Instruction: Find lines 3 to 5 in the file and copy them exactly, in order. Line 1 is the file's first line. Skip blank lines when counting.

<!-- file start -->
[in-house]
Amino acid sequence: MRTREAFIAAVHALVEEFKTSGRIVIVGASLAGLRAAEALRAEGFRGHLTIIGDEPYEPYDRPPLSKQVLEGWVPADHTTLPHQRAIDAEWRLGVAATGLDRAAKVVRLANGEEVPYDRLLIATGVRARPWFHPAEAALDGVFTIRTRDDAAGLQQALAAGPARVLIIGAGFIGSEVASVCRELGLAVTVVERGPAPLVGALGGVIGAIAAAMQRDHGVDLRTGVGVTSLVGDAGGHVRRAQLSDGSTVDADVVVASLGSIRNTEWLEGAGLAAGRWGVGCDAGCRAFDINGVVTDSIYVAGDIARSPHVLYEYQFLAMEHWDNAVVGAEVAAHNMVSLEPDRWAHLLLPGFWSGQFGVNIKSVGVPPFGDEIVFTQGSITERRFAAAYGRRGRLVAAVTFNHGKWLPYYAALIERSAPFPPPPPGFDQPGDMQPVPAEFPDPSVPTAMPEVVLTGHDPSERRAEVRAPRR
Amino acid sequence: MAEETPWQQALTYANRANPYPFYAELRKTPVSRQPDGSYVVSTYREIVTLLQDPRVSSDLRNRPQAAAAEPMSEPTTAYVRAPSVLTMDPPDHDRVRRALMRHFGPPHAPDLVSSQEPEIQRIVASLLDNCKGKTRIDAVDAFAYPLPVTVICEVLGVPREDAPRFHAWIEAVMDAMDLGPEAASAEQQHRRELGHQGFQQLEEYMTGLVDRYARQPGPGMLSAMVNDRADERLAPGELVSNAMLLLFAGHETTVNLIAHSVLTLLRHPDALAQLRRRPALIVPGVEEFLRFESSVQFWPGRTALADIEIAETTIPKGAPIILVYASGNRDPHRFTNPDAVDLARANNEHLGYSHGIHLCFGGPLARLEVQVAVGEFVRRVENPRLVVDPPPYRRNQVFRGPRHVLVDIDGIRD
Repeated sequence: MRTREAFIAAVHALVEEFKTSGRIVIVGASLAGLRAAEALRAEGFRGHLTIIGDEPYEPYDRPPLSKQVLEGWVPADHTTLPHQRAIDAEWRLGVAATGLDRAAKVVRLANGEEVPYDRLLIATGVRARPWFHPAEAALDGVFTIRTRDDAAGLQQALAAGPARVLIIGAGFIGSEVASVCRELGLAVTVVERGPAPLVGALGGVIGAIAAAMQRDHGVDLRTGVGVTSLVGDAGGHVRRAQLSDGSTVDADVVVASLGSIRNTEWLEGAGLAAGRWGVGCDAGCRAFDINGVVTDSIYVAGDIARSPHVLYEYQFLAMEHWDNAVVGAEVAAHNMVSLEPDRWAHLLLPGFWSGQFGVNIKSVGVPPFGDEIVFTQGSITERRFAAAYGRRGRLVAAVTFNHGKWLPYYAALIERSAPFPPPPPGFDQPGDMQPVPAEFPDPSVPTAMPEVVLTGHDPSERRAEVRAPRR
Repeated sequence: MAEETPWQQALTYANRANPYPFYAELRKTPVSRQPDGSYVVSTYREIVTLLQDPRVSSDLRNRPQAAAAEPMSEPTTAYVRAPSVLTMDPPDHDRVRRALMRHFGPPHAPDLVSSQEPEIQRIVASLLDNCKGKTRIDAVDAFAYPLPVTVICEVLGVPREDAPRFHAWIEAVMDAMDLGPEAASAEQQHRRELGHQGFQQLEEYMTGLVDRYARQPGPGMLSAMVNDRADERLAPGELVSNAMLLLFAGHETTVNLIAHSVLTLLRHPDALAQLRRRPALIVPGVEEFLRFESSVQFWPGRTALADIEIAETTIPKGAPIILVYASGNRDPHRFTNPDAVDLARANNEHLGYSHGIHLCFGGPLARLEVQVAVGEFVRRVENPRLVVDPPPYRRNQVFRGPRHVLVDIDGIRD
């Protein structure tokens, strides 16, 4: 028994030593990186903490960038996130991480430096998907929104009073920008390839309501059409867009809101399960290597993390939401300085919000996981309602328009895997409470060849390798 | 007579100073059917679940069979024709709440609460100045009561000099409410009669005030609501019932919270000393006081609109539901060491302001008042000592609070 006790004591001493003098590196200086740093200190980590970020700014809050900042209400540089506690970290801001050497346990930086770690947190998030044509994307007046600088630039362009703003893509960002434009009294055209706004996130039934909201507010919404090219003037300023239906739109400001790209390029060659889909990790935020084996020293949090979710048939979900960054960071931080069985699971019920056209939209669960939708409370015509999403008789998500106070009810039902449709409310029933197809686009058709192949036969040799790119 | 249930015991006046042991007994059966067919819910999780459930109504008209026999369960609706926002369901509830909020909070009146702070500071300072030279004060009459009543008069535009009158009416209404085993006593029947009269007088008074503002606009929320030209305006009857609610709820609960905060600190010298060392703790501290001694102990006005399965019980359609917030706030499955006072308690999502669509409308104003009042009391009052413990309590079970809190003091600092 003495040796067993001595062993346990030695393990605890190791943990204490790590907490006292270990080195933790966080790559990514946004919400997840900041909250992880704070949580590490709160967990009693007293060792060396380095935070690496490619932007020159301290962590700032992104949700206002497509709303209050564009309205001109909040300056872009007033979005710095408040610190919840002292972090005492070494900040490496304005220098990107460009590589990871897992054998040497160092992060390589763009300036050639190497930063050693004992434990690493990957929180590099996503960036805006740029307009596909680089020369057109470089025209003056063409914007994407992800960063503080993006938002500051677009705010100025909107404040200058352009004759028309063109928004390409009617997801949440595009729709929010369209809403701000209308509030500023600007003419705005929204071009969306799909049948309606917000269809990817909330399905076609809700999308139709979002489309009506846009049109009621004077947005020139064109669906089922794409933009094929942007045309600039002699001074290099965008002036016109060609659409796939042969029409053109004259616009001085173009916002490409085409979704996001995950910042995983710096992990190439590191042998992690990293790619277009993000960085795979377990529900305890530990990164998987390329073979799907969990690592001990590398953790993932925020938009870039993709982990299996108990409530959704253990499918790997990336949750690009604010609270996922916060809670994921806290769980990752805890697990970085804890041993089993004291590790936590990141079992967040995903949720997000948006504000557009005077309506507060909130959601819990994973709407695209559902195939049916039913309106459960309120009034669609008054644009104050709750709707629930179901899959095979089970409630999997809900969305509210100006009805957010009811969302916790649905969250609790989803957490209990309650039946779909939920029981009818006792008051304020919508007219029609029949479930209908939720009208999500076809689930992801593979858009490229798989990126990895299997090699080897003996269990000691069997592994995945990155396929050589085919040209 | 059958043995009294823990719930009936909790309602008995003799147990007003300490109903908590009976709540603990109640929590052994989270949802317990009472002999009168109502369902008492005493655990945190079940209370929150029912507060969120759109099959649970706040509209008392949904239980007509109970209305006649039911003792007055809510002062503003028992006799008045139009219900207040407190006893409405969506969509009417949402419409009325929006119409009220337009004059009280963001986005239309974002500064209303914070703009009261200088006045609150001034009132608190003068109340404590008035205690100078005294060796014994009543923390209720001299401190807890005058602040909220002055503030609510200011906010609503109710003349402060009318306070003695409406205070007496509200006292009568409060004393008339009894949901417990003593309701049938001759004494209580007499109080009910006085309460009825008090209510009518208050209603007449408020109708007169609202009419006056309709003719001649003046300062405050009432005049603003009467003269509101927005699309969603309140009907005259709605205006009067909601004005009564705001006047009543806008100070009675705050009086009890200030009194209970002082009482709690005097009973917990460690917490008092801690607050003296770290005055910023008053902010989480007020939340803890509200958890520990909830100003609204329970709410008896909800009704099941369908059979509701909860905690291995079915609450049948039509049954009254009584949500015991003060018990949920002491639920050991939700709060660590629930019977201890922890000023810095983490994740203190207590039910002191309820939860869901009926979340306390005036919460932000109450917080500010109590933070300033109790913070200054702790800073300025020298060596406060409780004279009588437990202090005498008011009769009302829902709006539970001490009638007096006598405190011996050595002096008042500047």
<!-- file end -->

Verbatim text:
Amino acid sequence: MAEETPWQQALTYANRANPYPFYAELRKTPVSRQPDGSYVVSTYREIVTLLQDPRVSSDLRNRPQAAAAEPMSEPTTAYVRAPSVLTMDPPDHDRVRRALMRHFGPPHAPDLVSSQEPEIQRIVASLLDNCKGKTRIDAVDAFAYPLPVTVICEVLGVPREDAPRFHAWIEAVMDAMDLGPEAASAEQQHRRELGHQGFQQLEEYMTGLVDRYARQPGPGMLSAMVNDRADERLAPGELVSNAMLLLFAGHETTVNLIAHSVLTLLRHPDALAQLRRRPALIVPGVEEFLRFESSVQFWPGRTALADIEIAETTIPKGAPIILVYASGNRDPHRFTNPDAVDLARANNEHLGYSHGIHLCFGGPLARLEVQVAVGEFVRRVENPRLVVDPPPYRRNQVFRGPRHVLVDIDGIRD
Repeated sequence: MRTREAFIAAVHALVEEFKTSGRIVIVGASLAGLRAAEALRAEGFRGHLTIIGDEPYEPYDRPPLSKQVLEGWVPADHTTLPHQRAIDAEWRLGVAATGLDRAAKVVRLANGEEVPYDRLLIATGVRARPWFHPAEAALDGVFTIRTRDDAAGLQQALAAGPARVLIIGAGFIGSEVASVCRELGLAVTVVERGPAPLVGALGGVIGAIAAAMQRDHGVDLRTGVGVTSLVGDAGGHVRRAQLSDGSTVDADVVVASLGSIRNTEWLEGAGLAAGRWGVGCDAGCRAFDINGVVTDSIYVAGDIARSPHVLYEYQFLAMEHWDNAVVGAEVAAHNMVSLEPDRWAHLLLPGFWSGQFGVNIKSVGVPPFGDEIVFTQGSITERRFAAAYGRRGRLVAAVTFNHGKWLPYYAALIERSAPFPPPPPGFDQPGDMQPVPAEFPDPSVPTAMPEVVLTGHDPSERRAEVRAPRR
Repeated sequence: MAEETPWQQALTYANRANPYPFYAELRKTPVSRQPDGSYVVSTYREIVTLLQDPRVSSDLRNRPQAAAAEPMSEPTTAYVRAPSVLTMDPPDHDRVRRALMRHFGPPHAPDLVSSQEPEIQRIVASLLDNCKGKTRIDAVDAFAYPLPVTVICEVLGVPREDAPRFHAWIEAVMDAMDLGPEAASAEQQHRRELGHQGFQQLEEYMTGLVDRYARQPGPGMLSAMVNDRADERLAPGELVSNAMLLLFAGHETTVNLIAHSVLTLLRHPDALAQLRRRPALIVPGVEEFLRFESSVQFWPGRTALADIEIAETTIPKGAPIILVYASGNRDPHRFTNPDAVDLARANNEHLGYSHGIHLCFGGPLARLEVQVAVGEFVRRVENPRLVVDPPPYRRNQVFRGPRHVLVDIDGIRD